To do this, log in to Google Search Console. Since the report we’re going to be looking at isn’t available in the new Search Console, you’ll click the "go back to the old version" link at the bottom of sidebar navigation:
Click on "Search Appearance" and then “HTML improvements”:
This report details instances of duplicate title tags and meta descriptions. Since titles and meta descriptions are supposed to summarize the page’s content having these identical HTML tags could be interpreted as duplicate content by Google.
Something else you need to look out for is crawler metrics. You will find these under the "Crawl" option on your dashboard. Choose the “crawl stats” on the expanded menu. These show you the number of pages crawled on your site. If there are hundreds of pages being crawled, and your site does not have hundreds of pages, it shows that some duplicate content is being crawled over and over.
2. Use Crawler Tools
Depending on the crawler, you’ll be able to detect:
- Duplicate titles
- Duplicate descriptions
- Duplicate main body text
With Site Crawl, you’ll find all 3 indications of content duplicated across your domain.
All crawlers are limited to just your domain, meaning they won’t find places where other people have copied your content, or times when you’ve (accidentally, of course) published something a bit too similar to someone else.
For that, you’ll need a plagiarism detection program. One such software that you can use is Copyscape. It will show you the exact source of duplicate content and tell you whether it is internal or not. It’s easier to fix if the duplicate content is internal.
3. Manual Google search
If you don’t have access to a crawler or Google Search Console (in which case we recommend SEOPrompts to help get you set up), you can use manual Google searches to find duplicate pages.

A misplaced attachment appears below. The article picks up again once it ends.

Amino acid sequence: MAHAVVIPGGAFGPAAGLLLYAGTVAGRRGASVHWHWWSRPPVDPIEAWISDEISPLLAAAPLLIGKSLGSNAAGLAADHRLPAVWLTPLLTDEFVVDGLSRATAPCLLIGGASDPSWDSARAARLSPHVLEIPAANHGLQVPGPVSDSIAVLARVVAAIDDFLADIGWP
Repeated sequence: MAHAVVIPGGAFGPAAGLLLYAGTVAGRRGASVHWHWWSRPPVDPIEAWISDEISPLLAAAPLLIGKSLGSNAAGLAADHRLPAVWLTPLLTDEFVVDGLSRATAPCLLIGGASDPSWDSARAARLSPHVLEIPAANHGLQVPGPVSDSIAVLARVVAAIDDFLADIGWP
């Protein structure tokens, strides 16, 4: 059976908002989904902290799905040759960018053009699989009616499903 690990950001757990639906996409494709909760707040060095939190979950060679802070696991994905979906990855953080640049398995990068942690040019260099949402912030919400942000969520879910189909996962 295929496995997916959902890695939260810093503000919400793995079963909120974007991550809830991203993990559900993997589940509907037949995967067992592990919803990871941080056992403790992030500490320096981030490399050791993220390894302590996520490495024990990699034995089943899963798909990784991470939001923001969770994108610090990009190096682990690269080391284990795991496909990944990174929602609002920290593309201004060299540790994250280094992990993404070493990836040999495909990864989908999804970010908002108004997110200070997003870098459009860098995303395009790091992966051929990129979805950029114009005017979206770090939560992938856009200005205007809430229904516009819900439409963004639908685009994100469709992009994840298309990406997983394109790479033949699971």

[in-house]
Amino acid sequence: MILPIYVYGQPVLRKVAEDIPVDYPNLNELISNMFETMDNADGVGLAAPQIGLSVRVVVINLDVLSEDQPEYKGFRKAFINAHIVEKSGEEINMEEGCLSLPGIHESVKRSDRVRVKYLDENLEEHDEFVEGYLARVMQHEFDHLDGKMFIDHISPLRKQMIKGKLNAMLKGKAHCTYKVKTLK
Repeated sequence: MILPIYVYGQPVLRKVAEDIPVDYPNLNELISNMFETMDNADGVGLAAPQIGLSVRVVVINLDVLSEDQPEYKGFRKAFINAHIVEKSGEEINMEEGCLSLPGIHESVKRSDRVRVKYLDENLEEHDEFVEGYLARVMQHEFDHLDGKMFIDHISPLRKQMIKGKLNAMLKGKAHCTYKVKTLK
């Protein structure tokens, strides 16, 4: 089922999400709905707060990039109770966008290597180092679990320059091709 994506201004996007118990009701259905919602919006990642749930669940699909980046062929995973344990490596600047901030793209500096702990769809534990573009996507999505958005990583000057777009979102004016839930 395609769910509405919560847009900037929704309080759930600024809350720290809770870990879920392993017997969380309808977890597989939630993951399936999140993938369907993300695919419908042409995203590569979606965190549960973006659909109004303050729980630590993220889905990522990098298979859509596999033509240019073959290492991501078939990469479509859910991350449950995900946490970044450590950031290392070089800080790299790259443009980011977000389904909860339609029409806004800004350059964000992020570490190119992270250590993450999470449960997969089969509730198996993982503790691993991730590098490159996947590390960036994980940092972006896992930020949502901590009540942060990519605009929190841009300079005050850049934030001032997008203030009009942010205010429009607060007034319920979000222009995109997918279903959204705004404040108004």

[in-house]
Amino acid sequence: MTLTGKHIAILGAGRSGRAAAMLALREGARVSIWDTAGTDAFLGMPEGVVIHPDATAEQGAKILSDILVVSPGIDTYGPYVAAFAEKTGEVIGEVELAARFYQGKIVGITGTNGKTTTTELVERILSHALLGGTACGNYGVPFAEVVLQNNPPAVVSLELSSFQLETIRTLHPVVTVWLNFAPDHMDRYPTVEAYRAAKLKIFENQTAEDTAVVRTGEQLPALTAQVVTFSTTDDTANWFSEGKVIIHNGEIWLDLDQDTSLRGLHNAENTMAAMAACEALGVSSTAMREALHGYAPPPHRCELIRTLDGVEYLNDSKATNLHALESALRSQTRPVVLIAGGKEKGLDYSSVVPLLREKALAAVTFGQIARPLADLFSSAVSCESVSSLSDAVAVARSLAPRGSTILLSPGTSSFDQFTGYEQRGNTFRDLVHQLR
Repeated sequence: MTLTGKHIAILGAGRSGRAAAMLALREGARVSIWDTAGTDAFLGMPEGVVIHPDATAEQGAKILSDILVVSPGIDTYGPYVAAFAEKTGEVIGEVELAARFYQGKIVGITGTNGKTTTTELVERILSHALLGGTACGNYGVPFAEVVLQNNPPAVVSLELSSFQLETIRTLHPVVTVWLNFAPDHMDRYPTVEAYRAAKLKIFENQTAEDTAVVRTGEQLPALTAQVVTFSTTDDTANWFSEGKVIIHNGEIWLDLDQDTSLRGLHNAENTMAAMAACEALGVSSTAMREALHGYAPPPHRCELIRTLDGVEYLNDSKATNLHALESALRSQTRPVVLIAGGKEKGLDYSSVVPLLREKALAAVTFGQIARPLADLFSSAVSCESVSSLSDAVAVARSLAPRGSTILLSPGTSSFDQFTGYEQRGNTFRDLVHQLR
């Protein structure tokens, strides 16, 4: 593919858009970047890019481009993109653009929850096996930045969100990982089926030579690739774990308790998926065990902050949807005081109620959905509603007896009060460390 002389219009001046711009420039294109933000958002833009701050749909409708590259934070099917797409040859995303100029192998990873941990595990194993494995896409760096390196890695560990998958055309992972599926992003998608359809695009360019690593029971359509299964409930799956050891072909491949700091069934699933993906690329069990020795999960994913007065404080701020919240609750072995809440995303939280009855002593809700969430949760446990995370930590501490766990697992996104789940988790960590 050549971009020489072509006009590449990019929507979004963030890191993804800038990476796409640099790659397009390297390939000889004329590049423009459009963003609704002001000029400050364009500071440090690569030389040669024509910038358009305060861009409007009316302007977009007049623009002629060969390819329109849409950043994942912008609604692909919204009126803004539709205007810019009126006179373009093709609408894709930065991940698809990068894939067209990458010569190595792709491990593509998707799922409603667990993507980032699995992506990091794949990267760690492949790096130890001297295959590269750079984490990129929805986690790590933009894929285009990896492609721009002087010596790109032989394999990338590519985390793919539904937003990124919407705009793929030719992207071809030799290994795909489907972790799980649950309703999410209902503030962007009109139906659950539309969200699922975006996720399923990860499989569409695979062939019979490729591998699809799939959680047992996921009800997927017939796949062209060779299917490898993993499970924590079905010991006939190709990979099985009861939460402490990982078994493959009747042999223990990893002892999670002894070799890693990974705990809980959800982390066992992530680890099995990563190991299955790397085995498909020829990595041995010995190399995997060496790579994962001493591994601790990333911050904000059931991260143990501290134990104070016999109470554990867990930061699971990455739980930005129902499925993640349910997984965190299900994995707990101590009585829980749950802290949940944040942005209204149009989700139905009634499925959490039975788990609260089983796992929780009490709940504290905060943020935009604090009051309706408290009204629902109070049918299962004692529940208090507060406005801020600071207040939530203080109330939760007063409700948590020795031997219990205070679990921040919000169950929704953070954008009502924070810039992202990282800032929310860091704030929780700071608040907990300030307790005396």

Use the site: search operation specifying your domain and any keyword or chunk of text you want to find. Something like
site:example.com string of text I think might be duplicated.
The more specific you are (up to 30 characters, the limit of Google search queries), the more accurate your results.
It’s impossible to discuss duplicate content without also covering the issue of thin content. These 2 issues are often considered closely linked since they’re both considered part of how Google views a website’s quality and both were dealt with by the Panda update.
Where you have different categories, for instance, product categories, you may not describe each product fully to a point of getting enough content for a web page that can be indexed as a separate page. Google may see such pages as having thin content which may cause issues with rankings.
There’s no official word count to define thin content. Some in the SEO industry advise that you need at least 250 words per page to avoid thin content issues, and studies have shown top Google search results average more than 1,000 words per article.
You can’t take this as gospel though, as some pages with less than 100 words take the top spot, outranking content that’s 10 times longer.
The real test you should apply when looking for thin content should be to ask yourself "does this cover what is needed?" and “does this meet the need of the users?”.
If you answer yes to those questions, you probably don’t have much to worry about.